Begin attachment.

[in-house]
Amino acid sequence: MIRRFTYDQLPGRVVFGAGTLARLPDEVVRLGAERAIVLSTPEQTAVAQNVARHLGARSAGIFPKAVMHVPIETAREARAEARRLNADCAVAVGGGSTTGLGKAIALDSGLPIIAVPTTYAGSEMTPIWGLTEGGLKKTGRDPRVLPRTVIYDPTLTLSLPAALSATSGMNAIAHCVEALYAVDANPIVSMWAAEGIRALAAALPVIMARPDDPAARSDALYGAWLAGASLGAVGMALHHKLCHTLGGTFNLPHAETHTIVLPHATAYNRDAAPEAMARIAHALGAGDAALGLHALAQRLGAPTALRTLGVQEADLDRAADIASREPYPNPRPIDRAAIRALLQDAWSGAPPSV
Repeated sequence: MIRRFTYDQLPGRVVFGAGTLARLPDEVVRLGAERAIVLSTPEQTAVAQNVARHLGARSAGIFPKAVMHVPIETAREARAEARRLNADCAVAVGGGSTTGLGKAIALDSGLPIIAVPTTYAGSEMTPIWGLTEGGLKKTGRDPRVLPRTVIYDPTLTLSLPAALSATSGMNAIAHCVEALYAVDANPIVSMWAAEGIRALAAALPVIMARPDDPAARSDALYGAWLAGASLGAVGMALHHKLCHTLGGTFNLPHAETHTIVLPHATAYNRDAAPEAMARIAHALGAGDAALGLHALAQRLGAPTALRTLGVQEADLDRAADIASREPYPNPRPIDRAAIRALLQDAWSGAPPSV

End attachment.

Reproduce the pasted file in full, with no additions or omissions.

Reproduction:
[in-house]
Amino acid sequence: MIRRFTYDQLPGRVVFGAGTLARLPDEVVRLGAERAIVLSTPEQTAVAQNVARHLGARSAGIFPKAVMHVPIETAREARAEARRLNADCAVAVGGGSTTGLGKAIALDSGLPIIAVPTTYAGSEMTPIWGLTEGGLKKTGRDPRVLPRTVIYDPTLTLSLPAALSATSGMNAIAHCVEALYAVDANPIVSMWAAEGIRALAAALPVIMARPDDPAARSDALYGAWLAGASLGAVGMALHHKLCHTLGGTFNLPHAETHTIVLPHATAYNRDAAPEAMARIAHALGAGDAALGLHALAQRLGAPTALRTLGVQEADLDRAADIASREPYPNPRPIDRAAIRALLQDAWSGAPPSV
Repeated sequence: MIRRFTYDQLPGRVVFGAGTLARLPDEVVRLGAERAIVLSTPEQTAVAQNVARHLGARSAGIFPKAVMHVPIETAREARAEARRLNADCAVAVGGGSTTGLGKAIALDSGLPIIAVPTTYAGSEMTPIWGLTEGGLKKTGRDPRVLPRTVIYDPTLTLSLPAALSATSGMNAIAHCVEALYAVDANPIVSMWAAEGIRALAAALPVIMARPDDPAARSDALYGAWLAGASLGAVGMALHHKLCHTLGGTFNLPHAETHTIVLPHATAYNRDAAPEAMARIAHALGAGDAALGLHALAQRLGAPTALRTLGVQEADLDRAADIASREPYPNPRPIDRAAIRALLQDAWSGAPPSV